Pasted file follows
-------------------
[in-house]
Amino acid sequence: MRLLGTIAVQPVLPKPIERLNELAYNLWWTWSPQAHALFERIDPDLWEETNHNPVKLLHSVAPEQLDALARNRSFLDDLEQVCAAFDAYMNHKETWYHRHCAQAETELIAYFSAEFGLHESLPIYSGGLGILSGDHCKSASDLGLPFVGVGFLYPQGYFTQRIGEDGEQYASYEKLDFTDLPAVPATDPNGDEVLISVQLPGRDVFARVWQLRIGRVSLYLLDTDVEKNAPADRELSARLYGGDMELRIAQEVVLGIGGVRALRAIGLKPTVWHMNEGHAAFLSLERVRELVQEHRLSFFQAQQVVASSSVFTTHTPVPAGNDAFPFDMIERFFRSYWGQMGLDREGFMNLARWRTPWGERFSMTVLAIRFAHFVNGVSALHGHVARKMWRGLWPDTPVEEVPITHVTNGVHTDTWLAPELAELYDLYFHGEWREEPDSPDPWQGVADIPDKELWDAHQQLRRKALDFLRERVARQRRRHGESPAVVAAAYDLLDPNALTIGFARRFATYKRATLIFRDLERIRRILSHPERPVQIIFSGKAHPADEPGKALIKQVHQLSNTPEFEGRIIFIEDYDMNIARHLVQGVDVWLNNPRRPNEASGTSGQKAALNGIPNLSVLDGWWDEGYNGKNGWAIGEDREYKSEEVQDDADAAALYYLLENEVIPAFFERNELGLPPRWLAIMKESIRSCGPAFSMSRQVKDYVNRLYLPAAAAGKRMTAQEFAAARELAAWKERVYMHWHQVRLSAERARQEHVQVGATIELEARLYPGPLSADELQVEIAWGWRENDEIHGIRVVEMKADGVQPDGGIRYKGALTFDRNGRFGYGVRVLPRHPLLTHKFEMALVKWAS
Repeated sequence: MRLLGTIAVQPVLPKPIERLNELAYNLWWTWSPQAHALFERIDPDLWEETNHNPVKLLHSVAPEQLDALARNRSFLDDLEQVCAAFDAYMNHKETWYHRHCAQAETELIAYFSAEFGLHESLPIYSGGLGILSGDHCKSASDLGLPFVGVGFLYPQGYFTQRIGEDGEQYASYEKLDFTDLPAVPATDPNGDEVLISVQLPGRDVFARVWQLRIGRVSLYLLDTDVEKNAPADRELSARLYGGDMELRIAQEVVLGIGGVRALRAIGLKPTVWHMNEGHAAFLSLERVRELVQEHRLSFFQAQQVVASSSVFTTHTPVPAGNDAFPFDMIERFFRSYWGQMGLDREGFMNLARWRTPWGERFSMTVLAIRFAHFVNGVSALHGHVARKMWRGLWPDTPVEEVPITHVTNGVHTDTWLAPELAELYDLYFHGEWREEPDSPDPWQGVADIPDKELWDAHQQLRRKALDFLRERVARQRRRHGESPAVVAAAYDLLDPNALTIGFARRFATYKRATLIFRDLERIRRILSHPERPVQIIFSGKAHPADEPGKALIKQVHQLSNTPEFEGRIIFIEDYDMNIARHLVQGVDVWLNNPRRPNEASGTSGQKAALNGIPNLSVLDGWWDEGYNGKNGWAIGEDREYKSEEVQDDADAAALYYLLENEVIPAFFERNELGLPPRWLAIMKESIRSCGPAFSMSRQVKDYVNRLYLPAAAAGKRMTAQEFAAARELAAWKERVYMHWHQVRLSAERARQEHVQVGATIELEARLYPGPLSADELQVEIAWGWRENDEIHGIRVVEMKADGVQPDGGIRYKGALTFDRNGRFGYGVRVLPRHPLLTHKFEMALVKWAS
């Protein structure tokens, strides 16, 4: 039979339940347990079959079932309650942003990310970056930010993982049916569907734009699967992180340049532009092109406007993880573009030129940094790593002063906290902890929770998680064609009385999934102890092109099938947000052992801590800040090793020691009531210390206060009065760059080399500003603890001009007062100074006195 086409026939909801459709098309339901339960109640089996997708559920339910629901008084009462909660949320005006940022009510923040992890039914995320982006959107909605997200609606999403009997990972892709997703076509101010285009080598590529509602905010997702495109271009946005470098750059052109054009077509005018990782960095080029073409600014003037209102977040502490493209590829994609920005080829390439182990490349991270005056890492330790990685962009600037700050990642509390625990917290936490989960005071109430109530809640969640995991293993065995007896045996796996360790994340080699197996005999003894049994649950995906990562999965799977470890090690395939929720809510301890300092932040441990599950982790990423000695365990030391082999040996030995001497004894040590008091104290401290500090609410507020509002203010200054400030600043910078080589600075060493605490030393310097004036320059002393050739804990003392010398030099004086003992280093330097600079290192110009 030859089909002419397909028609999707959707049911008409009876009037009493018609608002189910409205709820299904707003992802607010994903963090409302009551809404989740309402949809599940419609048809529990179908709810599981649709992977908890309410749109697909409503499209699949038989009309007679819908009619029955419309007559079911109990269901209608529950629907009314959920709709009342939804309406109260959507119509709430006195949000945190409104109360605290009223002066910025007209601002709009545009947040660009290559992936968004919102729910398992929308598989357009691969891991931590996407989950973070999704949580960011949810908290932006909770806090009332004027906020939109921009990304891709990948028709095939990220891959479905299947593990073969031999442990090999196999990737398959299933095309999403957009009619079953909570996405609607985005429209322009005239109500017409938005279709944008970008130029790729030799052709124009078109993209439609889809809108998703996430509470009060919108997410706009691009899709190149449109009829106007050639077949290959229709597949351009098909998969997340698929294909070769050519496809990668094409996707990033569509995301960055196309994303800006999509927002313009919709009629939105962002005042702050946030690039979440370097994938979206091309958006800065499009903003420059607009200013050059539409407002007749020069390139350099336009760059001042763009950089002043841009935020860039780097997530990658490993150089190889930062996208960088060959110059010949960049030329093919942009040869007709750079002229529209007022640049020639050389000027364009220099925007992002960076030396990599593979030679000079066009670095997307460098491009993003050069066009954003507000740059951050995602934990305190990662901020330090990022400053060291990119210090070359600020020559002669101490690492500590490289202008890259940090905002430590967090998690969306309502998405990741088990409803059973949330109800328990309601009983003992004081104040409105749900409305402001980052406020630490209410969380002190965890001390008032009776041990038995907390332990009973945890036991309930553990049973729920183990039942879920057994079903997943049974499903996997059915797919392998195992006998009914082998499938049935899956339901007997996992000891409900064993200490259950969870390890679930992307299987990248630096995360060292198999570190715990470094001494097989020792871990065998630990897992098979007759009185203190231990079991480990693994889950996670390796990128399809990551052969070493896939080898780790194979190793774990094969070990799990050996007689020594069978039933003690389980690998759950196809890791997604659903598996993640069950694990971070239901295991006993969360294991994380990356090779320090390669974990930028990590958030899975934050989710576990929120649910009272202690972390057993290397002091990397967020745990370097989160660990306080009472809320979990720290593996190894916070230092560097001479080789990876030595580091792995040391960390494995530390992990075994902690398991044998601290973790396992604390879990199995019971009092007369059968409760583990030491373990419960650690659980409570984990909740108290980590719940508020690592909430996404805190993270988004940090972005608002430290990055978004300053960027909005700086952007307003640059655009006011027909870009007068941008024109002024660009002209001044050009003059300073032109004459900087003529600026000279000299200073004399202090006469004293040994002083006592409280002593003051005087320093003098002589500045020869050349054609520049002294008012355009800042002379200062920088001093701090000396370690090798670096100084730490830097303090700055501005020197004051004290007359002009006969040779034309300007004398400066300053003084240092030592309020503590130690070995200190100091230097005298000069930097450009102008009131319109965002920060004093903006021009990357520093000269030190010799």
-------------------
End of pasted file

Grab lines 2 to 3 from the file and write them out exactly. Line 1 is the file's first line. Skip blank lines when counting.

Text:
Amino acid sequence: MRLLGTIAVQPVLPKPIERLNELAYNLWWTWSPQAHALFERIDPDLWEETNHNPVKLLHSVAPEQLDALARNRSFLDDLEQVCAAFDAYMNHKETWYHRHCAQAETELIAYFSAEFGLHESLPIYSGGLGILSGDHCKSASDLGLPFVGVGFLYPQGYFTQRIGEDGEQYASYEKLDFTDLPAVPATDPNGDEVLISVQLPGRDVFARVWQLRIGRVSLYLLDTDVEKNAPADRELSARLYGGDMELRIAQEVVLGIGGVRALRAIGLKPTVWHMNEGHAAFLSLERVRELVQEHRLSFFQAQQVVASSSVFTTHTPVPAGNDAFPFDMIERFFRSYWGQMGLDREGFMNLARWRTPWGERFSMTVLAIRFAHFVNGVSALHGHVARKMWRGLWPDTPVEEVPITHVTNGVHTDTWLAPELAELYDLYFHGEWREEPDSPDPWQGVADIPDKELWDAHQQLRRKALDFLRERVARQRRRHGESPAVVAAAYDLLDPNALTIGFARRFATYKRATLIFRDLERIRRILSHPERPVQIIFSGKAHPADEPGKALIKQVHQLSNTPEFEGRIIFIEDYDMNIARHLVQGVDVWLNNPRRPNEASGTSGQKAALNGIPNLSVLDGWWDEGYNGKNGWAIGEDREYKSEEVQDDADAAALYYLLENEVIPAFFERNELGLPPRWLAIMKESIRSCGPAFSMSRQVKDYVNRLYLPAAAAGKRMTAQEFAAARELAAWKERVYMHWHQVRLSAERARQEHVQVGATIELEARLYPGPLSADELQVEIAWGWRENDEIHGIRVVEMKADGVQPDGGIRYKGALTFDRNGRFGYGVRVLPRHPLLTHKFEMALVKWAS
Repeated sequence: MRLLGTIAVQPVLPKPIERLNELAYNLWWTWSPQAHALFERIDPDLWEETNHNPVKLLHSVAPEQLDALARNRSFLDDLEQVCAAFDAYMNHKETWYHRHCAQAETELIAYFSAEFGLHESLPIYSGGLGILSGDHCKSASDLGLPFVGVGFLYPQGYFTQRIGEDGEQYASYEKLDFTDLPAVPATDPNGDEVLISVQLPGRDVFARVWQLRIGRVSLYLLDTDVEKNAPADRELSARLYGGDMELRIAQEVVLGIGGVRALRAIGLKPTVWHMNEGHAAFLSLERVRELVQEHRLSFFQAQQVVASSSVFTTHTPVPAGNDAFPFDMIERFFRSYWGQMGLDREGFMNLARWRTPWGERFSMTVLAIRFAHFVNGVSALHGHVARKMWRGLWPDTPVEEVPITHVTNGVHTDTWLAPELAELYDLYFHGEWREEPDSPDPWQGVADIPDKELWDAHQQLRRKALDFLRERVARQRRRHGESPAVVAAAYDLLDPNALTIGFARRFATYKRATLIFRDLERIRRILSHPERPVQIIFSGKAHPADEPGKALIKQVHQLSNTPEFEGRIIFIEDYDMNIARHLVQGVDVWLNNPRRPNEASGTSGQKAALNGIPNLSVLDGWWDEGYNGKNGWAIGEDREYKSEEVQDDADAAALYYLLENEVIPAFFERNELGLPPRWLAIMKESIRSCGPAFSMSRQVKDYVNRLYLPAAAAGKRMTAQEFAAARELAAWKERVYMHWHQVRLSAERARQEHVQVGATIELEARLYPGPLSADELQVEIAWGWRENDEIHGIRVVEMKADGVQPDGGIRYKGALTFDRNGRFGYGVRVLPRHPLLTHKFEMALVKWAS